by Susannah Patton

Earthlink’s First Chief Privacy Officer on Balancing Customer Privacy Concerns with Governmental Regulation

Oct 01, 20013 mins

Earthlink named Les Seagraves, a lawyer by training, its first chief privacy officer in December, charging him with overseeing all privacy matters in the company and responding to its customers privacy concerns. Last year the FBI served Earthlink?the nation’s number-two ISP?with a court order to install the e-mail surveillance tool Carnivore on its network. Earthlink sued?and lost?but the case sparked a public outcry from privacy advocates. The Internet wiretap technology is designed to sit on an ISP’s e-mail server and filter incoming and outgoing mail in search of addresses that are the target of an investigation. Earthlink eventually came to an agreement with the FBI in which the ISP can avoid using Carnivore, but the debate rages on.

CIO: What were Earthlink’s original concerns with Carnivore?

Seagraves: Our first concern was that we didn’t know exactly what Carnivore did. We were approached to put this on our system, but we couldn’t look at it beforehand. We had no idea about the risks involved. The second concern was from a legal standpoint. We felt that the trap-and-trace order it came under was old and applied to regular telephone conversations but maybe not to e-mail. The main thing was that we control our network, and this wasn’t under our control.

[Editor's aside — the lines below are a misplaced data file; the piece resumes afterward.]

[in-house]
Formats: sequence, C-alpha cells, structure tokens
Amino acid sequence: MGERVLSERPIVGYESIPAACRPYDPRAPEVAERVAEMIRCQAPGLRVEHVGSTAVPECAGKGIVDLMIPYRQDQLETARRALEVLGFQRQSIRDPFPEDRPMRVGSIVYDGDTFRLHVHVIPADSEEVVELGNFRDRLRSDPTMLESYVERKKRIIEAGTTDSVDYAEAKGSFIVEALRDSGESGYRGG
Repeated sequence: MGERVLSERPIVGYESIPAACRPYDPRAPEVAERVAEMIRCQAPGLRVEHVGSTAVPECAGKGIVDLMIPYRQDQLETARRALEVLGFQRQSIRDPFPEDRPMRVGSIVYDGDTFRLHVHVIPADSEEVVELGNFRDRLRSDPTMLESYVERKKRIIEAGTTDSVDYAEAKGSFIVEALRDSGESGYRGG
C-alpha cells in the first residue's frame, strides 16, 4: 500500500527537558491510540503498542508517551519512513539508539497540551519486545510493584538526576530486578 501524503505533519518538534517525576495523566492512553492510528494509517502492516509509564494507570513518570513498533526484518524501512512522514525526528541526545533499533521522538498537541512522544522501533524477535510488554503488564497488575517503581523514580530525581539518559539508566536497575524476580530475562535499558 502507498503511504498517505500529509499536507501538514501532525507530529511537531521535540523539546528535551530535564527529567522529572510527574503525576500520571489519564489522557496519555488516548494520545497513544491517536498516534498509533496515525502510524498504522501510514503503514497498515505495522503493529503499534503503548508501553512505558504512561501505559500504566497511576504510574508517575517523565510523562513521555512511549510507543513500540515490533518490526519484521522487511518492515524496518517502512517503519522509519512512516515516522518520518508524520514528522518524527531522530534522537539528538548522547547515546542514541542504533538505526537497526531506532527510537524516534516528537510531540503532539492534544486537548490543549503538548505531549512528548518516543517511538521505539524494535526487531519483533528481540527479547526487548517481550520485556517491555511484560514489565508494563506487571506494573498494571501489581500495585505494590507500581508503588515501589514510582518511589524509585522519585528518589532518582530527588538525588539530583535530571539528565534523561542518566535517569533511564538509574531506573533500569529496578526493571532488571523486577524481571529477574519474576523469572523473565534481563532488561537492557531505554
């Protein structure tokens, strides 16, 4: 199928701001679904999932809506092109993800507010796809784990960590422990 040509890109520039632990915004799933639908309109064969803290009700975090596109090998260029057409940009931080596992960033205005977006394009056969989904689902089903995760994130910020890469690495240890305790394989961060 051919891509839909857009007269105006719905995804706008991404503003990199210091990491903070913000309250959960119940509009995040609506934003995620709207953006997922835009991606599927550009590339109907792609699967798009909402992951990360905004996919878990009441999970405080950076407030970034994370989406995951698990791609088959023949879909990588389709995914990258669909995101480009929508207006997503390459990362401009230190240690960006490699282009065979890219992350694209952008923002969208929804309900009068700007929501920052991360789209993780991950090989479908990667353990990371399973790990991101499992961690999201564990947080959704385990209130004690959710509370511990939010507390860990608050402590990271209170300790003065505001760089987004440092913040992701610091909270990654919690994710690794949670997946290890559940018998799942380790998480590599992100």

What happened when you tried to install Carnivore at Earthlink?

In order to test the system, we put it on a mail server, which brought it to a halt. We began to challenge Carnivore legally. Now if we get a similar court order for information, we have an agreement with the FBI that they will give us the target addresses and we will figure out a way to get only those messages. In that way, we have total control over it, and we can get what the law requires and still protect our other customers’ privacy as much as possible.

Are companies trying to gather information without infringing on people’s rights?

I’m sure that most companies with the technical resources are doing so. My concern is that smaller companies and ISPs that may not have either the time or the capability to do it would be pressured to install Carnivore without knowing what it is or how it works. No one really knows how it works. The FBI hasn’t let anyone really look at it.

Why haven’t CIOs been more vocal?

They have to balance customer privacy and legal compliance with criminal investigations. Many companies are dealing with it, but it’s not something they want to make a lot of noise about. Companies are waiting to see how the Bush administration will deal with this question.